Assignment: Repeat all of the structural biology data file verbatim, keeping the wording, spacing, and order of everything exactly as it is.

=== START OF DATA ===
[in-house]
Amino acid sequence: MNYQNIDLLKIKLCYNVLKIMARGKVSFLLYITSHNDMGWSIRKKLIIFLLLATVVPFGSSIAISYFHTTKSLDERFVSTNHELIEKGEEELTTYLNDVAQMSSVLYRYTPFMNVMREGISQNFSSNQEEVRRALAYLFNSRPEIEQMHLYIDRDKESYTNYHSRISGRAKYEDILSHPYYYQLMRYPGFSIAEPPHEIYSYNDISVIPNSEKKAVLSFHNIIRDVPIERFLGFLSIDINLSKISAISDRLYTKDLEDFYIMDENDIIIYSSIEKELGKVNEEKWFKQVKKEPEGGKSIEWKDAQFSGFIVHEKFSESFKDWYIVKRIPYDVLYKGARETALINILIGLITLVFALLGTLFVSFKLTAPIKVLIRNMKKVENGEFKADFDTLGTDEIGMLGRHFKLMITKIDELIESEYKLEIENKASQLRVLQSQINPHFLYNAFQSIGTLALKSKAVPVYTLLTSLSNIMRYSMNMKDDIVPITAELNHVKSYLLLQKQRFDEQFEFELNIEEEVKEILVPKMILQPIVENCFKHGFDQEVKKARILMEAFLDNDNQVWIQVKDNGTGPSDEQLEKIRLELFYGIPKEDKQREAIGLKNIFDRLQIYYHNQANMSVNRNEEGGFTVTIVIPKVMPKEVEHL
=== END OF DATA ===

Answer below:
[in-house]
Amino acid sequence: MNYQNIDLLKIKLCYNVLKIMARGKVSFLLYITSHNDMGWSIRKKLIIFLLLATVVPFGSSIAISYFHTTKSLDERFVSTNHELIEKGEEELTTYLNDVAQMSSVLYRYTPFMNVMREGISQNFSSNQEEVRRALAYLFNSRPEIEQMHLYIDRDKESYTNYHSRISGRAKYEDILSHPYYYQLMRYPGFSIAEPPHEIYSYNDISVIPNSEKKAVLSFHNIIRDVPIERFLGFLSIDINLSKISAISDRLYTKDLEDFYIMDENDIIIYSSIEKELGKVNEEKWFKQVKKEPEGGKSIEWKDAQFSGFIVHEKFSESFKDWYIVKRIPYDVLYKGARETALINILIGLITLVFALLGTLFVSFKLTAPIKVLIRNMKKVENGEFKADFDTLGTDEIGMLGRHFKLMITKIDELIESEYKLEIENKASQLRVLQSQINPHFLYNAFQSIGTLALKSKAVPVYTLLTSLSNIMRYSMNMKDDIVPITAELNHVKSYLLLQKQRFDEQFEFELNIEEEVKEILVPKMILQPIVENCFKHGFDQEVKKARILMEAFLDNDNQVWIQVKDNGTGPSDEQLEKIRLELFYGIPKEDKQREAIGLKNIFDRLQIYYHNQANMSVNRNEEGGFTVTIVIPKVMPKEVEHL